During our interview, we asked James about his favourite aspects of Skies of Chaos, the inspirations behind the game, and what it was like to work with an international juggernaut like Netflix.
How did your adventure with game development start?
With Benjamin Anderson's legendary Udemy tutorial, 'How to make a game in an afternoon'!
I'd always been keen to learn to code, but could never really get excited about making websites or apps. Something about making a game instantly stuck and kept my attention.
After cracking that tutorial, Daniel and I set about seeing how far we could push ourselves. After a rollercoaster ride through about every high and low you can have in indie games, we ended up here, with Skies of Chaos out on Netflix Games!
Have you worked on any other games before Skies of Chaos?
None! Before Skies of Chaos, we worked on other digital products, but this is our first game.
They say to get yourself up to speed in the industry, you should take part in game jams and release smaller titles, but we ignored all that good advice and just went for it with this one!
Fortunately, we were able to assemble a team of legends to cover over any shortcomings: Juju Adams needs no introduction, Sam Webster is the musical maestro behind Grindstone and Reigns Beyond, and we had a lot of help from Des Gayle early on to get us up and running.
A lack of credit was never an issue for Daniel and I. We've worked together for a long time and understand what it takes to bring a creative piece to market. Now we're real game developers, so the next one should be plain sailing!
The Ancient Forest, one of the locations available in Skies of Chaos
What was the inspiration for Skies of Chaos?
Our dogs, Campbell and Tulip. They needed a world they could run about in forever, so New Cornwall and the Skies of Chaos universe was born.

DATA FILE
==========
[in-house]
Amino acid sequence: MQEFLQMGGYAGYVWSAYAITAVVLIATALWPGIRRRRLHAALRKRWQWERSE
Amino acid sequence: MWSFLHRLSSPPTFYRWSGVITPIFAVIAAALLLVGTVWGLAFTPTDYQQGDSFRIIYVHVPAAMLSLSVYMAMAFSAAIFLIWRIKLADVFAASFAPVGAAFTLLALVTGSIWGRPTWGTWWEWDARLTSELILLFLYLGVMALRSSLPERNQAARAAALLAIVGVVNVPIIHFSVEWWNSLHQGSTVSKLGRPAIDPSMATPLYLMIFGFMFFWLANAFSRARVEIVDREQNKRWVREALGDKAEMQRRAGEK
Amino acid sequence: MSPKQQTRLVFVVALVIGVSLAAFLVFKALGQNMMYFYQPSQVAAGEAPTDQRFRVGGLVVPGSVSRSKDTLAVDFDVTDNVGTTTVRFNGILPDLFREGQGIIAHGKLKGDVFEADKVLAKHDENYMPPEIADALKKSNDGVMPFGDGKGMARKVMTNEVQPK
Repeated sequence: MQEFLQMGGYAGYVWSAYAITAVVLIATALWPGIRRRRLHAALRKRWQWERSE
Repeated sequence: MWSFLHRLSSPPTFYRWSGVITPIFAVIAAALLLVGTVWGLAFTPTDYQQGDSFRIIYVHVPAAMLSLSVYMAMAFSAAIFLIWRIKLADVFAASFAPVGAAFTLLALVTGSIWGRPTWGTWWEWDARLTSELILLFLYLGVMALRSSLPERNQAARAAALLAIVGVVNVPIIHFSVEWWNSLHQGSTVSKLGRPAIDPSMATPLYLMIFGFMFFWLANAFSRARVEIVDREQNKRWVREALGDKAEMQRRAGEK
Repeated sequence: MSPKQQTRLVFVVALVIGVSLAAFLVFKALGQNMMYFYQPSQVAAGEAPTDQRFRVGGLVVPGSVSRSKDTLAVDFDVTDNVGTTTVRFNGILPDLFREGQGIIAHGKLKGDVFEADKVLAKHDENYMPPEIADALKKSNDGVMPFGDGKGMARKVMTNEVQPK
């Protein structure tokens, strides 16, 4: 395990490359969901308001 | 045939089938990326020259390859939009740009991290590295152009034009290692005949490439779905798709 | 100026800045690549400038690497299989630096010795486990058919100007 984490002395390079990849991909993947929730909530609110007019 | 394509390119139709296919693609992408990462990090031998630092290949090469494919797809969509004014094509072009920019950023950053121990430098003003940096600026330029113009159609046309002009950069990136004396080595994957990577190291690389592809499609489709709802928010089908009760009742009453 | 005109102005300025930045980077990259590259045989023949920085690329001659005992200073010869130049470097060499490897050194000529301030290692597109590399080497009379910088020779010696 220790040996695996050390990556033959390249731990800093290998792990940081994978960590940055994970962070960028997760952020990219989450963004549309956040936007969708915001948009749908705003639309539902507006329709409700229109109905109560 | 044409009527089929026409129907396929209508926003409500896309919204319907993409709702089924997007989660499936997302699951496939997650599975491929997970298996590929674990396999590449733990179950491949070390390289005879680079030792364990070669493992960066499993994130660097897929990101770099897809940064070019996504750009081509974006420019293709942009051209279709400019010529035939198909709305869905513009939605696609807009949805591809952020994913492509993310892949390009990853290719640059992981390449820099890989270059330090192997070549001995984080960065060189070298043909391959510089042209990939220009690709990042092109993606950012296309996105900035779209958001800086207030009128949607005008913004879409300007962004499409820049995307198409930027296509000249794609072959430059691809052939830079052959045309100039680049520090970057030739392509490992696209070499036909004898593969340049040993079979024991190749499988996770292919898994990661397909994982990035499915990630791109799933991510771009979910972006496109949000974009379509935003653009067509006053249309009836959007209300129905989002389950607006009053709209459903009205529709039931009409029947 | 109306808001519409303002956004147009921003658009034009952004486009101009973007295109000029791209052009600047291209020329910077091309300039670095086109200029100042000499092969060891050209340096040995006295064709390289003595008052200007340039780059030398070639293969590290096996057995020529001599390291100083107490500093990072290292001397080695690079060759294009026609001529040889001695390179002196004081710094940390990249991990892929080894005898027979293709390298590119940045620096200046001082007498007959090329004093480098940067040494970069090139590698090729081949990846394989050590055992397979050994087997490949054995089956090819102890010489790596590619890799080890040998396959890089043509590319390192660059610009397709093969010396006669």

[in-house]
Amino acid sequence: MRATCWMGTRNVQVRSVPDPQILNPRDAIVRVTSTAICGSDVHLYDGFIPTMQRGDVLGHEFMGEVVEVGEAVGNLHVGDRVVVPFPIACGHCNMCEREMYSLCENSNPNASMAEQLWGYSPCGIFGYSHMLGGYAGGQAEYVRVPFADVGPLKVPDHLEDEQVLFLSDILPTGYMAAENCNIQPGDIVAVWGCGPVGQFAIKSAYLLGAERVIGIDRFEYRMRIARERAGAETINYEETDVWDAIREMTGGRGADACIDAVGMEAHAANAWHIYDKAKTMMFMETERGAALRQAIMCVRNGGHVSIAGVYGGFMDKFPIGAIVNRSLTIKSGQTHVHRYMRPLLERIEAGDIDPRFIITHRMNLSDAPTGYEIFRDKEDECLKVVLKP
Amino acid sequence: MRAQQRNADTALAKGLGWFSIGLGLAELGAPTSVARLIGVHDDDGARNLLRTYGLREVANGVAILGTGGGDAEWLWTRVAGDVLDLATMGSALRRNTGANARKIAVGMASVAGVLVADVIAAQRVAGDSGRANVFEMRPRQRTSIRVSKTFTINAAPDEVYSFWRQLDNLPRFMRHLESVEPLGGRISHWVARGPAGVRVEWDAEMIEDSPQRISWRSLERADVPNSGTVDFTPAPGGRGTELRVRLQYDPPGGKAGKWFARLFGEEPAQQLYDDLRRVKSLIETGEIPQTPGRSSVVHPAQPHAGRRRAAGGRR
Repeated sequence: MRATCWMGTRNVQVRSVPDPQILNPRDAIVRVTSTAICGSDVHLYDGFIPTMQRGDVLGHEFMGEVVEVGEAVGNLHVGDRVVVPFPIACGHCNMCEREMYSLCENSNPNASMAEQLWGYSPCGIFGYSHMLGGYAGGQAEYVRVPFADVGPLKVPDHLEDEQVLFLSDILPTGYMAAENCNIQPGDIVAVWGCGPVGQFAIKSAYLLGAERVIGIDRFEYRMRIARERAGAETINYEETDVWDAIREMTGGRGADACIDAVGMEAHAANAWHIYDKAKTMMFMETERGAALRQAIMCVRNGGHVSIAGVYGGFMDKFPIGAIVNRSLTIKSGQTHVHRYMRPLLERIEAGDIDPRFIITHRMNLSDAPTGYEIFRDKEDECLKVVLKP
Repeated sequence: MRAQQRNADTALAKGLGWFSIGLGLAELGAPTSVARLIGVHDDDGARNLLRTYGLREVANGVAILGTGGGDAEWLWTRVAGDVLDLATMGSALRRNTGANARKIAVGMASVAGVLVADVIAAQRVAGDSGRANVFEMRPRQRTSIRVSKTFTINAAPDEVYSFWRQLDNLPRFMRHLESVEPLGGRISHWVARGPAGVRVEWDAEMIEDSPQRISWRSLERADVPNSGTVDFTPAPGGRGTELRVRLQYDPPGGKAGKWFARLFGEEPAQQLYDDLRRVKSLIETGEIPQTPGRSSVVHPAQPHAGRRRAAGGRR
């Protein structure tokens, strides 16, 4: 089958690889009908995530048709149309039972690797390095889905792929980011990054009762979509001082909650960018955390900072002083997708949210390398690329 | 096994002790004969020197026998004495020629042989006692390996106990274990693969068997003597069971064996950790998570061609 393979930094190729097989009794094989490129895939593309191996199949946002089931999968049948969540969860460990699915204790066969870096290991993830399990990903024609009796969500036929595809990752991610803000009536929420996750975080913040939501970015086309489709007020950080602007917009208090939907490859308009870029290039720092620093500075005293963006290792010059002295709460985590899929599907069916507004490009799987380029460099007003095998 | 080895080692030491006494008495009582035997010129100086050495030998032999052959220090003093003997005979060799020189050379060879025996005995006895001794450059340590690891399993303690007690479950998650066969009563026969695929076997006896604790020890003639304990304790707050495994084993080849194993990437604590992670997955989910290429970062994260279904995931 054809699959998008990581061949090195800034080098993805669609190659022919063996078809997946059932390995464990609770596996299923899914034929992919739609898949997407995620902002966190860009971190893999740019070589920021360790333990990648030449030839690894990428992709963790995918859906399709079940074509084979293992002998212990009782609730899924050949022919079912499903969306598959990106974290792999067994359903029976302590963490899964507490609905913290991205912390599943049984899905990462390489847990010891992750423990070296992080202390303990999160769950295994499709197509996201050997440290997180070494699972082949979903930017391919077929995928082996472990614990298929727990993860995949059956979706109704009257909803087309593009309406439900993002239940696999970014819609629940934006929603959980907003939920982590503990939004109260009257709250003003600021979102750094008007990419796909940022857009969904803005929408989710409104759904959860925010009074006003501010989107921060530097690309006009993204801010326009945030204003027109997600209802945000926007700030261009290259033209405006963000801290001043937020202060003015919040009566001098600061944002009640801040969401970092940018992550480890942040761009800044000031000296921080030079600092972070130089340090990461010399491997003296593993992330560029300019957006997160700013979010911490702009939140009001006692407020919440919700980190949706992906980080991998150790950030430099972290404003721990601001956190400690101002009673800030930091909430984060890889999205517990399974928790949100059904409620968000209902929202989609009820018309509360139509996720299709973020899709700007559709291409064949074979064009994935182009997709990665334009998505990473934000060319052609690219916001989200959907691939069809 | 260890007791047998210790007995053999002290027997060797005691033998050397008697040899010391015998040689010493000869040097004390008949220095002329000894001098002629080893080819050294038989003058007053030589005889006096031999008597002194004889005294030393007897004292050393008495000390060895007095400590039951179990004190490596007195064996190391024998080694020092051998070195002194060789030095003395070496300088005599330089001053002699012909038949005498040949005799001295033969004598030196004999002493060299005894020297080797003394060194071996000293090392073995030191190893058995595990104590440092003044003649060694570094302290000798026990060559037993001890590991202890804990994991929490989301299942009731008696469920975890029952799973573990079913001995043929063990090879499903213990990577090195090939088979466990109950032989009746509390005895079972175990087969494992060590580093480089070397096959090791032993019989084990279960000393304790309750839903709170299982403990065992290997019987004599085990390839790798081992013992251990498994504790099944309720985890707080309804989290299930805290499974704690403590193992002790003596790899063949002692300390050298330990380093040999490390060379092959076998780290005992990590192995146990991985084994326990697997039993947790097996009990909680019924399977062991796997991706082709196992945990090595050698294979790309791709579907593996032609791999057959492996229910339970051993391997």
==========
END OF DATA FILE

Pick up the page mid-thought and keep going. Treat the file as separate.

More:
That, and a ton of references from childhood and our combined life experiences. There's a lot of ‘us’ in that world.
What is your favorite thing about Skies of Chaos?
There's so much. I'm really proud of the game.
The production value sets a really high bar, and there aren't many indie mobile titles that pop from the screen as Skies of Chaos does. I love the pacing which throws so much variety at the player early. The narrative is cool - it alludes to a bigger universe and more stories to be told.
The soundtrack is stunning. Sam Webster made a song for every single level - over 50 pieces of music! Technically, we were able to push GameMaker to the limits of its mobile module and give the game potential to reach a lot of devices. It's localised in 33 languages, which is a huge feat.
Olof's animated cutscenes are complete overkill, but are absolutely brilliant for it, and add so much to the feel of the title.
I could go on all day, but my favourite thing is that Skies of Chaos exists, and we were able to bring it all together for people to play, despite many challenges along the way.
How was working with Netflix?
Fairly chilled, in all honesty.
They really gave us space to do our own thing and understood the pressures of a small team taking on a big challenge, and were really respectful of that.
Obviously Netflix is a huge household name with a certain level of expectation, but everyone there was really down-to-earth and lovely.